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About This Project
The Pressure Control and Hydroelectric Facility, located in the Mira Mesa area, serves an important function in improving aqueduct operations and enhancing the flexibility of the Water Authority’s extensive water delivery system. Several large diameter valves within the facility control water pressure and the amount of water delivered to surface water storage reservoirs and water filtration plants located in eastern and southern regions of the county. A hydroelectric turbine generates supplemental electricity.
Located in the Mira Mesa area west of Interstate 15, the partially buried concrete and masonry structure stands approximately 18 feet above ground, 40 feet wide and 105 feet long. 3,000 feet of 96- and 108-inch-diameter pipe connect the facility to existing pipelines. Construction on the $21 million facility began in August 2004 and took approximately 28 months to complete. The project provides two great benefits to the region, improved pipeline operations and hydroelectric energy generation.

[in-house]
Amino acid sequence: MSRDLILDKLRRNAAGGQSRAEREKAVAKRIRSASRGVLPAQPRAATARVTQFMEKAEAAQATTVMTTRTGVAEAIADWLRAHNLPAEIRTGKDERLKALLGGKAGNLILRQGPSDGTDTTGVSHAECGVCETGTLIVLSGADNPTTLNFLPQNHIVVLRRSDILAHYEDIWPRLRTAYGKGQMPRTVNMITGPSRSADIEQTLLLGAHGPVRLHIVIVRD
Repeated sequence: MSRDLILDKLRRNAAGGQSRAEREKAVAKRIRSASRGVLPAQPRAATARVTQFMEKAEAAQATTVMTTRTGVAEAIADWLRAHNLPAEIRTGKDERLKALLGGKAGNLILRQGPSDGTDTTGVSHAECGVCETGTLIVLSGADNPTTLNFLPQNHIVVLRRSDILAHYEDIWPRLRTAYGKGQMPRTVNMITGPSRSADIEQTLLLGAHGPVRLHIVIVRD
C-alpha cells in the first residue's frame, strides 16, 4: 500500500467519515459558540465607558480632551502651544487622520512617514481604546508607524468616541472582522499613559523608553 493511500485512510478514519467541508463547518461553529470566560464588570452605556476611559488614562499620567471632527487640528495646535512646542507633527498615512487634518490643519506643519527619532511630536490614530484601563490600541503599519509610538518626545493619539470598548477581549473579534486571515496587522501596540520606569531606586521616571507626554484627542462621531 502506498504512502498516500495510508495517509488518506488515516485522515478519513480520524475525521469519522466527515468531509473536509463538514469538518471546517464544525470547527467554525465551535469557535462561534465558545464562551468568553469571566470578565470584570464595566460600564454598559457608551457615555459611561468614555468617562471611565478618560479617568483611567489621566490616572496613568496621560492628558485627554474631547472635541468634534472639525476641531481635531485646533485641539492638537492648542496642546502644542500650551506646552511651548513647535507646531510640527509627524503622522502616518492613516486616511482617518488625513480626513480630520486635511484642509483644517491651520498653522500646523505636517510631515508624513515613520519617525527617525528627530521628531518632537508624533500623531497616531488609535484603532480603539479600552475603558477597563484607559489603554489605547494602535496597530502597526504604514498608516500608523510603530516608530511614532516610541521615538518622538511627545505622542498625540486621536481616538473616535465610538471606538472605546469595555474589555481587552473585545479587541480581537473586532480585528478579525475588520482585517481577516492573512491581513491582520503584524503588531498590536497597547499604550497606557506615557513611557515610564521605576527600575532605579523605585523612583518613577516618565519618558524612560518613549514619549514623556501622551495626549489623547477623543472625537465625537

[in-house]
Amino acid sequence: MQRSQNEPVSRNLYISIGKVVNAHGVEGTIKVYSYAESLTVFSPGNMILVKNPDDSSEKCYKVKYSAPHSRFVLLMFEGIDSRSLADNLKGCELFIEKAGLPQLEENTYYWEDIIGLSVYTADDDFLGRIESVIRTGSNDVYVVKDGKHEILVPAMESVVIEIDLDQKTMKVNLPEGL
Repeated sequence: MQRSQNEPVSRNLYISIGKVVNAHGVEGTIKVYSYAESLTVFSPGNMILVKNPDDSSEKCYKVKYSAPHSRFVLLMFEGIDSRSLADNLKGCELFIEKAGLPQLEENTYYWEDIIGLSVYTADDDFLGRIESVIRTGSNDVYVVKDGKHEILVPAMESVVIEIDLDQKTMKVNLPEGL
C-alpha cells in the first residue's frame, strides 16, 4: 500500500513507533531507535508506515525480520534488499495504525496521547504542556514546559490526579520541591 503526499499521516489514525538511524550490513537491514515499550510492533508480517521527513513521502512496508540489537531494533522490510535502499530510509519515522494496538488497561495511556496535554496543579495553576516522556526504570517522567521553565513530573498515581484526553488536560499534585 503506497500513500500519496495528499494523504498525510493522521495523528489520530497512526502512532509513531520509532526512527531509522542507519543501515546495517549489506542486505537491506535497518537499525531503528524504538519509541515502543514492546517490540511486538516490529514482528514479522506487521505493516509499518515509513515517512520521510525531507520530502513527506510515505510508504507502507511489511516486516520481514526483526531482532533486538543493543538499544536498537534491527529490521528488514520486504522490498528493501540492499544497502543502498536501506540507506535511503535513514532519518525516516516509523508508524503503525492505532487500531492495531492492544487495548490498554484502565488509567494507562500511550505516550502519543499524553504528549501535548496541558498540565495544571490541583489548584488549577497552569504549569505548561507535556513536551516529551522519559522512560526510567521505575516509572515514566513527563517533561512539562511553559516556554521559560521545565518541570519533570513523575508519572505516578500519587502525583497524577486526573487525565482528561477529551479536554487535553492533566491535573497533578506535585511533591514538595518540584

Improved Pipeline Operations
The Pressure Control and Hydroelectric Facility pressurizes a 22-mile-long section of the Water Authority’s Pipeline 5 between San Marcos and Mira Mesa. Pipeline 5 is a 108-inch-diameter pipeline that conveys imported water in one direction only, from north to south, by the force of gravity. This limits the Water Authority’s ability to move water around the county when imported supplies are curtailed. Enhancements to the pipeline system, including control valves in the facility, a new pump station at San Vicente and the San Vicente Pipeline, will allow Pipeline 5 to transport water either north or south using water stored at the San Vicente Reservoir, improving pipeline operations and keeping water flowing to member agencies.
Hydroelectric Energy Generation
The high-pressure flows in Pipeline 5 will provide an opportunity to generate a clean renewable energy resource for San Diego County. The 4.5-megawatt turbine generator in the facility will operate year-round, reducing the Water Authority’s energy costs while supplying the surplus power to the region.
The amount of clean energy produced is equivalent to the annual energy needs of 5,000 homes. This use of hydroelectric power instead of power from fossil fuel power plants will avoid emissions of over 200 tons of sulfur dioxide and nitrous oxide annually.